Why I Don’t Use Extended Families When Counting Patents

One of the first posts written for the re-launched patinformatics.com site was on the use of One Document Per Invention (ODPI) as opposed to One Document Per Family (ODPF), when conducting a patent analysis project. That post provided an overview of the ODPI method, and explained that with portfolios primarily filed in the United States and Japan, there was a danger of understating the number of inventions contained within a single family. This is especially the case when the concept of an extended, or in most cases, an INPADOC family, is used to reduce a patent collection to ODPF. This post will provide a specific example of where a ODPF reduction would under represent the inventive output of a single family by looking at the claims of the document collection and classifying them by technical concept.

Due to the nature of the patent system worldwide, patents must be applied for in individual countries.  This creates a situation where a single idea might have many individual patents associated with it depending on the number of countries the applicant sought protection in. In some cases, an assignee will seek protection in dozens of countries, and thus there will be many equivalent documents associated with their invention.

In order to simplify some of the dichotomy between inventions and the various patent documents that can be associated with them, the concept of a patent family was created.  There are many ways to define a patent family, but for the purposes of this post we’ll look at the broadest one, the extended, or INPADOC patent family.  Using INPADOC as a means for reducing the number of patent documents into families is one of the most popular methods among patent analysts.

An INPADOC patent family is referred to as an “extended” family since it includes all family members that share at least one priority number.  The specific definition of  an extended INPADOC patent family from the EPO website is:

All the documents directly or indirectly linked via a priority document belong to one patent family.

It is this concept of indirect linking of priority documents which can cause INPADOC families to grow to a very large number of documents, not all of which cover the same invention, per se.  It is not unusual to see a well-developed INPADOC patent family cover several hundred individual documents when you take into account all of the priority documents, applications vs. granted patents, and the different countries where the assignee would have wanted coverage.

The following example is taken from the EPO webpage describing INPADOC patent families:

Example of Single INPADOC Family with Five Documents

Example of Single INPADOC Family with Five Documents – Click to Expand

The idea behind counting patent documents when conducting some patent analysis projects is to ensure that a fair representation of the number of inventions or the amount of work performed in a particular subject or by a specific assignee is adequately accounted for.  For the most part, analysts want to ensure that if the same invention is covered by patent documents in different counties they are not counted individually.  While country coverage can be an important indicator of the value an assignee places on an invention, it can also introduce a bias since organizations with more resources might decide to seek coverage in more countries, while a lone inventor or small company might only seek protection in a single country.  When comparing different methods for solving a technical problem, if you have one approach with companies that seek protection in a large number of countries, it might look like it has more activity than another approach where the companies involved don’t seek patents in as many countries.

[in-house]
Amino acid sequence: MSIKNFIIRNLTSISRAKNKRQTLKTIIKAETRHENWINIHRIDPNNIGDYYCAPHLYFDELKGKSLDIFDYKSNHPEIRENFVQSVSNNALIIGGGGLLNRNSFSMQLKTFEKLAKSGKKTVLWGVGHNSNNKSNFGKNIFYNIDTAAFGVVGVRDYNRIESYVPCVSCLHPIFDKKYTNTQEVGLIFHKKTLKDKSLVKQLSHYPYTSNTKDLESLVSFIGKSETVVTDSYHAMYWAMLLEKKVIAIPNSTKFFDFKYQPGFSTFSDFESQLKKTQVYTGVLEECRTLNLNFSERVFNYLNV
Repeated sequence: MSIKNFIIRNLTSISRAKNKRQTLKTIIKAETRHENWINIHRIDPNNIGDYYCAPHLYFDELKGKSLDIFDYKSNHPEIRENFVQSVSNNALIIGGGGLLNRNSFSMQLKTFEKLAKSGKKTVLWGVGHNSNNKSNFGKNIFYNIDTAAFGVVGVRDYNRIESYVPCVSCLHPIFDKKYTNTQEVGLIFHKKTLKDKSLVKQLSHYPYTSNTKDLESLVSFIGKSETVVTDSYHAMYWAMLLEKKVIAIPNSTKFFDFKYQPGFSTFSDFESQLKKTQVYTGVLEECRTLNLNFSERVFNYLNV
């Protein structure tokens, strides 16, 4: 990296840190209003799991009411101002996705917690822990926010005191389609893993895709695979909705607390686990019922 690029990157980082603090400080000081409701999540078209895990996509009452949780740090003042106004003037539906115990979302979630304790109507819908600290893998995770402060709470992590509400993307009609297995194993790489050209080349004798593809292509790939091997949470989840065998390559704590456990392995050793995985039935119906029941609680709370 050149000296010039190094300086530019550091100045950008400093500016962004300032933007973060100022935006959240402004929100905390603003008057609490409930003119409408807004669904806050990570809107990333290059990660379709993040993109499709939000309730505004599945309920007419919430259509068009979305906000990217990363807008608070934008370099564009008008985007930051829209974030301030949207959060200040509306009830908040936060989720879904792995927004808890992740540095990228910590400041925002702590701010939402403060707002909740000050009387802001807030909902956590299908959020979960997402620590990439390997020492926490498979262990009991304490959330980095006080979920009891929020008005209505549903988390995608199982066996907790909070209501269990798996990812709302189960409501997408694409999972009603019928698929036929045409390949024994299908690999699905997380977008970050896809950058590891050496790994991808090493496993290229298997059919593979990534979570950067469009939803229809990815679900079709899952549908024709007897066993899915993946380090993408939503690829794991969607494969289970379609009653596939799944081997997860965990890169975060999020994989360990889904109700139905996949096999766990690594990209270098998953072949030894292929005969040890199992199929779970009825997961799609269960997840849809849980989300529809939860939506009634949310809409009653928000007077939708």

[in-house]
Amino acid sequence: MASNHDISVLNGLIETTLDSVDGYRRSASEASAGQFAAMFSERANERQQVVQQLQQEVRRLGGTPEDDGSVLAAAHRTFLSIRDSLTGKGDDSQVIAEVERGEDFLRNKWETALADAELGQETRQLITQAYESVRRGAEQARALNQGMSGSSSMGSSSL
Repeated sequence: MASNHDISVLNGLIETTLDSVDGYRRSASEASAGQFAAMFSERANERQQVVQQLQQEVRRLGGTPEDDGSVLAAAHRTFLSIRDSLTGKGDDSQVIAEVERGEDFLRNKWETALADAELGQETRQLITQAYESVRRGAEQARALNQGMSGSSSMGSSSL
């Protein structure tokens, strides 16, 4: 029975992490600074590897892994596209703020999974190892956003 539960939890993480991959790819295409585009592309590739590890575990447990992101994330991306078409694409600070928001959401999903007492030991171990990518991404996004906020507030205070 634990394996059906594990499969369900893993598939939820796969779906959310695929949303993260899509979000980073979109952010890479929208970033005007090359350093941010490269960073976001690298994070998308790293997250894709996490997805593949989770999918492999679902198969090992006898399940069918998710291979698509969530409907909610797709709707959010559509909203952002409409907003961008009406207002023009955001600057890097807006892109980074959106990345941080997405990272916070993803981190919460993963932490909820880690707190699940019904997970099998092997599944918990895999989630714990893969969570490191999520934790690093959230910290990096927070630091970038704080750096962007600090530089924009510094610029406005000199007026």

So while removing multiple country filing bias is important, the use of the INPADOC or extended family method for doing this can cut too deeply, and discrete inventions can be eliminated while dealing with the multiple country issues.

As an example of this, a portfolio of patent documents covering a wearable fitness monitor was examined. Wearable fitness monitors, such as the Nike+ FuelBand and FitBit® Flex™ have become popular recently, and this area will be used for several future posts as a case technology area to study. In this post, the portfolio associated with the Jawbone Up™ was analyzed with regards to how many technical concepts were covered in the claims.

As of April, 2013, Jawbone, which files patents under the name of Aliphcom, had 80 patent applications associated with the Up™ product, filed around the world, based on data provided by Orbit.com. After removing redundant applications, filed in multiple countries, a collection of nine unique WO applications, and twenty US applications were discovered. All 80 documents were collected together in INPADOC, as a single family. In an analysis, looking at wearable fitness monitors, where the documents had been reduced to ODPF, Jawbone would look to be a very minor player with only a single family, but in fact, they have made an enormous investment in this space.